This is a collaborative post.
Do you want to teach your child to read? The more you read, the cleverer you’ll become. Or so the saying goes. There has been plenty of research conducted to suggest that reading can help to improve academic performance in children.
The reasoning behind this is that as children improve their reading, they can better understand formal communication which supports them at school. It’s also understood that reading improves the brain’s ability to understand new concepts, making it easier for children in their academics.
We have joined a literacy consultancy company to share our top tips for teaching a child to read.
Creating word cards with simple words like ‘cat’, ‘dog’, ‘mat’ and ‘hot’ can help to improve your child’s phonetics. Start by getting your child to pick a card and read the word out loud. Get them to notice what sounds they can hear at the start, in the middle and at the end.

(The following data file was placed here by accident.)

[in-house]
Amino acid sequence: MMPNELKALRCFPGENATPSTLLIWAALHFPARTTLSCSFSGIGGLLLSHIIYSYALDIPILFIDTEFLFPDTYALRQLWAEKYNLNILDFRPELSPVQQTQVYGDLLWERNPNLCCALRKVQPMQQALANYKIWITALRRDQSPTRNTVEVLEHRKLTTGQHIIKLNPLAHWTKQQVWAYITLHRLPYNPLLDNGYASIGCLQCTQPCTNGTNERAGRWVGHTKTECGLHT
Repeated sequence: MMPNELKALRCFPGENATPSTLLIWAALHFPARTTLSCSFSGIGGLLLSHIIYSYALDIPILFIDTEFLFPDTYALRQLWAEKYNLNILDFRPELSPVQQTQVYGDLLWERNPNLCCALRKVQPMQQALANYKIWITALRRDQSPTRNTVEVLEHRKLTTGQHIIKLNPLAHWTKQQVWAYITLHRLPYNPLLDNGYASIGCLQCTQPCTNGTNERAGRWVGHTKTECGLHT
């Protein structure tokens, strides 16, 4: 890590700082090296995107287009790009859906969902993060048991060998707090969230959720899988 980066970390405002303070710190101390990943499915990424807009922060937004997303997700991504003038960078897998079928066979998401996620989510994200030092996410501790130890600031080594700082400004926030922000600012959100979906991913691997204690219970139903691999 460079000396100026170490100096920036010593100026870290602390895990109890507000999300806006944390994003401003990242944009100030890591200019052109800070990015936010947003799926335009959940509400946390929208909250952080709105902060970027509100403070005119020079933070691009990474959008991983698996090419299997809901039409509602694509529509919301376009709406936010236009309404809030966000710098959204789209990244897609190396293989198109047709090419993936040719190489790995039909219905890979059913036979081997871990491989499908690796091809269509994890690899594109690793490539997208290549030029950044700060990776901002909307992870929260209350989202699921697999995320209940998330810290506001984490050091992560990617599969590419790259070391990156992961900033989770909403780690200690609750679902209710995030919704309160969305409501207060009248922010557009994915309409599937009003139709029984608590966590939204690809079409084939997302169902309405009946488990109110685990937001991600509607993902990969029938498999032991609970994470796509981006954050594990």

To help, you might find it useful to slow it down so that the sounds become clearer to them. The more this activity is exercised, the easier it will be for your child to identify the words and start reading. Make these cards as colourful as you like with an illustration on the other side to help with memorisation.
You don’t have to be a lyrical genius for this one, there are plenty of songs out there that cater to phonetics. Children love anything that they can sing or clap along to and this will help them to familiarise different sounds.
Another way that you can help your child to read is through regular storytelling. This helps remind children of what words sound like and introduces them to different words. When doing this activity, be sure to read slowly and use your finger as a pointer for each word read out.
Think Outside of The Box
There is no rule to the resources that you can use. You might find that baking with letter-shaped cookie cutters or re-arranging alphabet magnets is more engaging for your child. All children learn in different ways, so feel free to experiment with what works for you.
Speed It Up
When teaching your child to blend sounds, it might not be so obvious for them to grasp what the words are. When saying the sounds out loud, try sounding them faster. This will help your child to spot the words faster and help them with their own reading.
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